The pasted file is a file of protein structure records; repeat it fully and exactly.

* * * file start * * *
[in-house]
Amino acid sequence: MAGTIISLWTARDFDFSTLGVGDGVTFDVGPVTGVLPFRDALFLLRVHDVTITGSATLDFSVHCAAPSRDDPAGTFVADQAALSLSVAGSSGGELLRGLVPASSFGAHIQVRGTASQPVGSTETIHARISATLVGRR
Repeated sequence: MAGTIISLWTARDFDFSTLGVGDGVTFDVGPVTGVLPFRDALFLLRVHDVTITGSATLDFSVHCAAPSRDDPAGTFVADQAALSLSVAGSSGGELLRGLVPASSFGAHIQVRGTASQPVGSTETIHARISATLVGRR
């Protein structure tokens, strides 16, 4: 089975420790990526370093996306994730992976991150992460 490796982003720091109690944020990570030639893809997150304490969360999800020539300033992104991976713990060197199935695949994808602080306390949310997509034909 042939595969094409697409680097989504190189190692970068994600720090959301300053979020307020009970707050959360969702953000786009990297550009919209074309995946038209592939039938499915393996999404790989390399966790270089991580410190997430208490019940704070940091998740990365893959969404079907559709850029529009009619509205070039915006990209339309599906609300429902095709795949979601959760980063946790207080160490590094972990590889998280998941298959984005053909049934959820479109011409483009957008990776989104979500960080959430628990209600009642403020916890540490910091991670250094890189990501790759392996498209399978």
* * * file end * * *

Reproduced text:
[in-house]
Amino acid sequence: MAGTIISLWTARDFDFSTLGVGDGVTFDVGPVTGVLPFRDALFLLRVHDVTITGSATLDFSVHCAAPSRDDPAGTFVADQAALSLSVAGSSGGELLRGLVPASSFGAHIQVRGTASQPVGSTETIHARISATLVGRR
Repeated sequence: MAGTIISLWTARDFDFSTLGVGDGVTFDVGPVTGVLPFRDALFLLRVHDVTITGSATLDFSVHCAAPSRDDPAGTFVADQAALSLSVAGSSGGELLRGLVPASSFGAHIQVRGTASQPVGSTETIHARISATLVGRR
């Protein structure tokens, strides 16, 4: 089975420790990526370093996306994730992976991150992460 490796982003720091109690944020990570030639893809997150304490969360999800020539300033992104991976713990060197199935695949994808602080306390949310997509034909 042939595969094409697409680097989504190189190692970068994600720090959301300053979020307020009970707050959360969702953000786009990297550009919209074309995946038209592939039938499915393996999404790989390399966790270089991580410190997430208490019940704070940091998740990365893959969404079907559709850029529009009619509205070039915006990209339309599906609300429902095709795949979601959760980063946790207080160490590094972990590889998280998941298959984005053909049934959820479109011409483009957008990776989104979500960080959430628990209600009642403020916890540490910091991670250094890189990501790759392996498209399978």